The dispute over the wisdom of selling public radio station KPLU this week stirred a spirited debate among sale supporters and opponents over just how much the station’s parent, Pacific Lutheran University, pays to support the station.
The university, which plans to sell the station to the University of Washington’s KUOW for $8 million, says its contribution to KPLU totals about $1.5 million annually.
The chairman of the station’s community advisory council said the school’s cash contribution is just $30,000, less than half of one percent of the station’s operating budget. The advisory council opposes the sale.
Both the sale’s opponents and proponents agree that the numbers are so far apart because they’re counting different items.
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The university’s figure includes such PLU-provided services as human relations, legal advice, bookkeeping, payroll and building maintenance for which the radio station pays nothing, PLU spokeswoman Donna Gibbs said.
The $30,000 cited in a letter to the university, its president and governing board by advisory council chair Stephen Tan includes only the cash the university pays as part of the salary of the station’s general manager.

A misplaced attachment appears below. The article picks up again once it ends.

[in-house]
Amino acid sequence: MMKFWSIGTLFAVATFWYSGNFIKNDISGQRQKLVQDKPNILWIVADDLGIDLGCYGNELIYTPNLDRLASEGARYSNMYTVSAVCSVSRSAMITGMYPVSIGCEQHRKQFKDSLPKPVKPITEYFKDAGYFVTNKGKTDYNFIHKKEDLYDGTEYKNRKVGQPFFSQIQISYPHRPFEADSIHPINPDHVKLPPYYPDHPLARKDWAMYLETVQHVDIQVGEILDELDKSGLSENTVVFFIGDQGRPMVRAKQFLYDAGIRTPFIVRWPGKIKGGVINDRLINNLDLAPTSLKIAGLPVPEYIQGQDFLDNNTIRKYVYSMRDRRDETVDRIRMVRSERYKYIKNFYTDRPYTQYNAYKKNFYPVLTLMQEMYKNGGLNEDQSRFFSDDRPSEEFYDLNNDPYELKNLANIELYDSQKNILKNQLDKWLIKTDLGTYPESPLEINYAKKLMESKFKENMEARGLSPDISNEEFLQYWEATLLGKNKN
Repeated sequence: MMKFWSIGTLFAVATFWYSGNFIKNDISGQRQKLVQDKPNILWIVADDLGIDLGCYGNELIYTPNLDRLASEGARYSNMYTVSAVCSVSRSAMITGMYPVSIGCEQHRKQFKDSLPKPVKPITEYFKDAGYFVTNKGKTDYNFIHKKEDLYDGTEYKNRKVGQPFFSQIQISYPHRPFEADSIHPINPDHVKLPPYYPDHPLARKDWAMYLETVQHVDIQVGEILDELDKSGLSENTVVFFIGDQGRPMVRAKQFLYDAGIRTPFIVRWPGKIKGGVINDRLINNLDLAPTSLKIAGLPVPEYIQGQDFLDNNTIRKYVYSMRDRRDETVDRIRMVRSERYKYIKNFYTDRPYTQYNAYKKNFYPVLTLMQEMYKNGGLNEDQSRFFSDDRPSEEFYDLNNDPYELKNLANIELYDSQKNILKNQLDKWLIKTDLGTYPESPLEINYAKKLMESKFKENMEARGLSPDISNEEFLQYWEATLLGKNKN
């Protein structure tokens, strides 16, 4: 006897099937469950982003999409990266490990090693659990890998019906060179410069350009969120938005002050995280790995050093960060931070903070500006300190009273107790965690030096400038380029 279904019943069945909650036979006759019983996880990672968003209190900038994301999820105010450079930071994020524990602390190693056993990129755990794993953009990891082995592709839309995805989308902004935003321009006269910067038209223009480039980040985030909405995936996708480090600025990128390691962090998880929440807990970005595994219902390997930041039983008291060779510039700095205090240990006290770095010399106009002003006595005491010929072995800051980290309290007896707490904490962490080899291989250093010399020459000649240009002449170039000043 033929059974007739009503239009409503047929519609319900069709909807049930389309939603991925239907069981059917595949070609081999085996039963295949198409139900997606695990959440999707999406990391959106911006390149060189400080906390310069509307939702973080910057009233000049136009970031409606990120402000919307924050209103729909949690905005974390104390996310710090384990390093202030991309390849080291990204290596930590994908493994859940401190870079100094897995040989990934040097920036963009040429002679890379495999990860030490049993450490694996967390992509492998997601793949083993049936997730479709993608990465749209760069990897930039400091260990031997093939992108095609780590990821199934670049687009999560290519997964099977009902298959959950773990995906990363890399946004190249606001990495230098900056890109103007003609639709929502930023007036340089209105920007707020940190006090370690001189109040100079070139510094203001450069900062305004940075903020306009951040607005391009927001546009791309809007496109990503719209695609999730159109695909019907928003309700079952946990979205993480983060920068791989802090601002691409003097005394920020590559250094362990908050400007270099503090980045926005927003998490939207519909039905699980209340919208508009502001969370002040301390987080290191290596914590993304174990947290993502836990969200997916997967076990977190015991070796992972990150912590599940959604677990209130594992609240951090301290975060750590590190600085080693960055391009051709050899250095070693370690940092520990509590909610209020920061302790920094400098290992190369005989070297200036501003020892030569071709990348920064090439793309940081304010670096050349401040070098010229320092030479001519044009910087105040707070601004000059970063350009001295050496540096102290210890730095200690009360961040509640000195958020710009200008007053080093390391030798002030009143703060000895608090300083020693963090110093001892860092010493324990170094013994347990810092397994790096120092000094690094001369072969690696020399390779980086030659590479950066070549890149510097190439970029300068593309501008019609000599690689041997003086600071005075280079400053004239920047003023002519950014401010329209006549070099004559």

“They’re counting in-kind services,” Tan said. “If they want to play that game, then they’ll have to acknowledge that KPLU’s in-kind contribution to the university far exceeds PLU’s to KPLU.”
Tan said the in-kind contribution from KPLU to PLU amounts to about $2.5 million a year, most of it in the value of advertising and public relations for the university.
Gibbs countered that under the present contract between KPLU and PLU, the radio station provides promotional announcements worth about $200,000 yearly to the university. Under the sale contract to KUOW, that station will continue to provide that level of promotional support to PLU for five years after the sale.
Tan said the intangible value of KPLU to the smaller, private university is substantial in raising its profile in the community and among academic institutions.
The dispute over the station’s finances was just part of the growing controversy last week surrounding the station’s proposed sale.
A group of about 40 students and KPLU supporters staged a protest Thursday against the station’s sale. Marchers asked the Federal Communications Commission to reject the deal. The FCC decision could take three to six months.
Also Thursday, the school’s alumni association board joined the school’s board of regents in supporting the sale. In a letter addressed to the school’s alumni, the board said it believes the decision to sell the station was based on sound reasoning.
“We believe that this was a strategic decision based on careful analysis of the future of radio and a concern about how best to sustain public media in the region for as long as possible. The process to reach this decision was lengthy and thoughtful. Representative donors, alumni and stakeholders were consulted,” the group said.
John Gillie: 253-597-8663